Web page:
even at the moment of death, the liberation of the cross is possible.

Two men were crucified with Christ, one on each side of

him (the seats that James and John requested). Both prisoners

were guilty of the crimes for which they were being executed.

However, one admitted his guilt; from his cross, Jesus assured

that thief that they would soon be in paradise.

"michael dubruiel"

St. Joseph Novena

The St. Joseph Novena continues

When Jesus ascended into heaven, he told his Apostles to stay where they were and to “wait for the gift” that the Father had promised: the Holy Spirit.  The Apostles did as the Lord commanded them. “They all joined together constantly in prayer, along with the women and Mary the mother of Jesus, and with his brothers” (Acts 1:14). Nine days passed; then, they received the gift of the Holy spirit, as had been promised. May we stay together with the church, awaiting in faith with Our Blessed Mother, as we trust entirely in God, who loves us more than we can ever know. 

"michael Dubruiel"

Free Book for Lent

When we look back over our lives, we often find that every

event is intricately interwoven with another, and then another,

with bright spots of serendipity when we “just happened” to be

in the right spot at the right time at key moments. This realization

will deepen the mystery that is life; regardless how long or

short our life, our mission and purpose is God’s. If he seems slow

to respond, look to the cross of Christ, which illumines even the

lag time between the promise and the fulfillment.

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Lent Reflection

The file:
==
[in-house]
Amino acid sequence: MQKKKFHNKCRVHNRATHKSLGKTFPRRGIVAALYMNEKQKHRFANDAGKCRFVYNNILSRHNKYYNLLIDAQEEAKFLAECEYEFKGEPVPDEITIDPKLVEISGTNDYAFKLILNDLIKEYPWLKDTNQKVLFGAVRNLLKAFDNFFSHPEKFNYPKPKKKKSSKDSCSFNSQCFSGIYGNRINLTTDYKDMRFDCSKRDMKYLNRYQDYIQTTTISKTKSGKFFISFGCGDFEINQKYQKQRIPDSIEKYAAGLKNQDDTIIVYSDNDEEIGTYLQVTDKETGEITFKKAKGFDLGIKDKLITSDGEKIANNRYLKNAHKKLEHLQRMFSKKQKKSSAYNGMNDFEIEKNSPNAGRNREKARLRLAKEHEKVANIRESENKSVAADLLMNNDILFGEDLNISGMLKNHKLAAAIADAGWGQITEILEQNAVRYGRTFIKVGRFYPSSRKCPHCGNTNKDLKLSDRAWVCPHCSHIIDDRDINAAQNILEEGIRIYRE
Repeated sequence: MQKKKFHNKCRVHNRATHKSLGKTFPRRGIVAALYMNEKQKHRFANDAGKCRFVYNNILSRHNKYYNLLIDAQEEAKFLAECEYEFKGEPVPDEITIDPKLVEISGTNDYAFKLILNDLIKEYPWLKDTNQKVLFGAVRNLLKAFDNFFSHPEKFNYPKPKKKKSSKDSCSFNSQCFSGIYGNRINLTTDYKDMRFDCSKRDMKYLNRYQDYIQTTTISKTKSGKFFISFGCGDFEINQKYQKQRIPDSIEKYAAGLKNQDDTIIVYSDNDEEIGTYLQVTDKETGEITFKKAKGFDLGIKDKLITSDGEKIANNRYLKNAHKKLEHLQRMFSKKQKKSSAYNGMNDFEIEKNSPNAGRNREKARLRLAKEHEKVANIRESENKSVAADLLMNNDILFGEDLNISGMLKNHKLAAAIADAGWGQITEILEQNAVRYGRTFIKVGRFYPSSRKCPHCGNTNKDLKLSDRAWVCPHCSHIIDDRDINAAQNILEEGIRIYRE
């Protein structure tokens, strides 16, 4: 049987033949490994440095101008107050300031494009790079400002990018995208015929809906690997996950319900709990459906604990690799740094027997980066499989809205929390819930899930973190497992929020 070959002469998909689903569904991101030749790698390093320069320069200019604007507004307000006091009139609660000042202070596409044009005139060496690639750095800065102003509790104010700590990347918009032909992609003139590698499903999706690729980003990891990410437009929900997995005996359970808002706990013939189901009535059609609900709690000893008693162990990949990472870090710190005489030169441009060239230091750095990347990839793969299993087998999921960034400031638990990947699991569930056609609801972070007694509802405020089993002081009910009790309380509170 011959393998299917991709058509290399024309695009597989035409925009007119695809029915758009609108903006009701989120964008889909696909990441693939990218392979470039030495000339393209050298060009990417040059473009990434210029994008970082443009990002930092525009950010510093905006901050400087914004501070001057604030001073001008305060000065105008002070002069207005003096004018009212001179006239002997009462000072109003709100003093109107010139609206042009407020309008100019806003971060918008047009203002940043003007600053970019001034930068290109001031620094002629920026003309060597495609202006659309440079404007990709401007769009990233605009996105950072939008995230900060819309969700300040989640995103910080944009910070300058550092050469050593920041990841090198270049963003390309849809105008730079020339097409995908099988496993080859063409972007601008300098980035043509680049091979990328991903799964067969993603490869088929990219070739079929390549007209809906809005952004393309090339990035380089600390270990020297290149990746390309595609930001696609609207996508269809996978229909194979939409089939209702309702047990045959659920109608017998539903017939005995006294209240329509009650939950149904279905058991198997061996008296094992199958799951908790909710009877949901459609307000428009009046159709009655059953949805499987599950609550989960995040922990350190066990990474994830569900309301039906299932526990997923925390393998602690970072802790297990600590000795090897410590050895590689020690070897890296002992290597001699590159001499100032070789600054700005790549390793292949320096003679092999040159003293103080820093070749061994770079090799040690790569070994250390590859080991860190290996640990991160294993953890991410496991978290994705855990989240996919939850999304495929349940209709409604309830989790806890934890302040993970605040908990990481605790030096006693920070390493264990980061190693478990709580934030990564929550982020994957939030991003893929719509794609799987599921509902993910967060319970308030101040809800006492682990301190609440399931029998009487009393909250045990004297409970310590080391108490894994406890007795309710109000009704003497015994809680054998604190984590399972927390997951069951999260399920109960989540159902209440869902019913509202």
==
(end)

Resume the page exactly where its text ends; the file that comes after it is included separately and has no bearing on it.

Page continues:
St. Peter Chrysologus (the “golden-worded”) was known for

his clear and simple style of preaching. About the angel’s appearance

at the tomb, he preached, “Pray that the angel would

descend now and roll away all the hardness of our hearts and

open up our closed senses and declare to our minds that Christ

has risen, for just as the heart in which Christ lives and reigns is

heaven, so also in the heart in which Christ remains dead and

buried is a grave.”

For those who do not believe, life unfolds as a series of accidents.

When a follower of Christ sees his life in exactly the same

way, Jesus calls that person foolish, slow to believe. Someone like

that needs to redirect his attention to the cross.

"michael dubruiel"

Daily Lenten Meditation by Michael Dubruiel

Steps to Take as You Follow Christ

Ask—Do I reverence God?

Seek—Find a way to adore God today, be it in the Eucharist or

in the secrecy of your room, or anywhere. When you see the

shape of the cross, say the prayer that St. Francis instructed his

brothers and sisters to say, “We adore you O Christ. . .”

Knock—Meditate on Hebrews 12:28–29. What does it mean to

offer acceptable worship to God? How is the kingdom we are

offered by Christ unshakeable?

Transform Your Life—Make you life one of reverence toward

God at all times. Let your focus be on remaining in God’s presence,

rather than judging and criticizing those around you.

"michael dubruiel"